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The Real Reason Sean Connery Retired From Acting

Sean Connery, the Scottish-born actor whose portrayal of Ian Fleming's classic spy hero, James Bond, made both character and actor iconic has passed away at the age of 90.

To reduce Connery's career down to a single role is impossible. Connery isn't just the face many conjure in their minds when they think of 007, he's Marko Ramius in The Hunt for Red October, he's Ramírez in the Highlander franchise, and he's Indiana Jones' (Harrison Ford) dad! Simply put: The very institution of action-adventure movies would be unrecognizable without Connery's towering talent.

Despite all that, though, Connery spent nearly two decades in retirement. His final, on-screen appearance (playing someone other than himself) was as Allan Quatermain in the film adaptation of Alan Moore's legendary comic series The League of Extraordinary Gentlemen, which came out back in 2003. For an actor whose TV and film credits date back to 1954, that means he essentially stepped away from a successful career spanning five decades — that's not a small decision. So, what were the reasons that pulled Connery out of the limelight?

The film that soured Connery on acting

To an extent, personal health played a part in Connery's decision to move on from acting. In 2006, Connery underwent surgery for a kidney tumor which required that he be opened in five places. And while reports suggest that the tumor itself was benign, it was enough of an ordeal for the actor to cite it when discussing his retirement. At the 2006 American Film Institute ceremony where he received a lifetime achievement award, Connery said "I have retired for good," mentioning his surgery by adding, "It's been a bit rough since Christmas, but I'm perfectly okay and I feel well."

If Connery felt well, then clearly there's a larger story to why he embraced retirement. The other likely final reason for ending his career was Connery's frustration while playing Allan Quatermain in The League of Extraordinary Gentlemen. The 2003 film was a flop by Hollywood standards, even though it eventually earned $179 million against its $78 million budget. Given both Connery's involvement and the love for Alan Moore's comics, there was an expectation for success that simply was not achieved by this tedious adaptation.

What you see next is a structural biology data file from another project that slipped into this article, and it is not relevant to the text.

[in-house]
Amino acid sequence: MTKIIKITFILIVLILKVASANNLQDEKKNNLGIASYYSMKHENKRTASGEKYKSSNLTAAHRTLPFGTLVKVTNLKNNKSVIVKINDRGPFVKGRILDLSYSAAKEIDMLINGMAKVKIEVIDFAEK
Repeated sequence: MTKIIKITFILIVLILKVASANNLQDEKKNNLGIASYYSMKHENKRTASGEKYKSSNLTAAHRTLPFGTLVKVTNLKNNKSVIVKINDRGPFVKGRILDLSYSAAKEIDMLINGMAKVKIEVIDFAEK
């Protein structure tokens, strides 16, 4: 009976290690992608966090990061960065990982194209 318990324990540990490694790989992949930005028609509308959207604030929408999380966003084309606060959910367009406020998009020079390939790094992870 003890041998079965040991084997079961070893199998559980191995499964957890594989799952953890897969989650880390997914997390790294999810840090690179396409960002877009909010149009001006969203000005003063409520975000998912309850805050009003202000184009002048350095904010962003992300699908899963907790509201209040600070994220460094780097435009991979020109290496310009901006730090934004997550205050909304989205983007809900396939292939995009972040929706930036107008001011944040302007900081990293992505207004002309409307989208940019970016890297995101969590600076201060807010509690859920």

Connery was unhappy with the project. Connery went on record with The Hollywood Reporter saying he was "heavily involved in editing and trying to salvage" the film, and even went so far as to say that Extraordinary Gentlemen director Stephen Norrington should be "locked up for insanity."

The role that almost got Connery to return

There was one role which very nearly brought Connery out of retirement: Henry Jones Sr. a.k.a. the father of the one and only Indiana Jones. It had been some five years since The League of Extraordinary Gentlemen had soured Connery on filmmaking when Steven Spielberg came tapping on the actor's door.

"If anything could have pulled me out of retirement, it would have been an Indiana Jones film," Connery explained on his official website. "But in the end, retirement is just too much fun."

We don't know for certain what it was that led Connery to turn down the role, but rumors did surface that he and Spielberg disagreed over the extent of the involvement Jones Sr. would have in the film. Supposedly, Connery wanted more screen time, but an agreement could not be reached. All things considered, Connery's absence may have been a blessing in disguise, since Indiana Jones and the Kingdom of the Crystal Skull did not charm audiences anywhere near as much as previous installments in the franchise did.

Despite his early retirement, Connery's presence looms large in the public consciousness whether you remember him as a spy, a submarine captain, or an archaeologist. Much like Ramírez in Highlander, we'll always see Connery as nothing short of an immortal.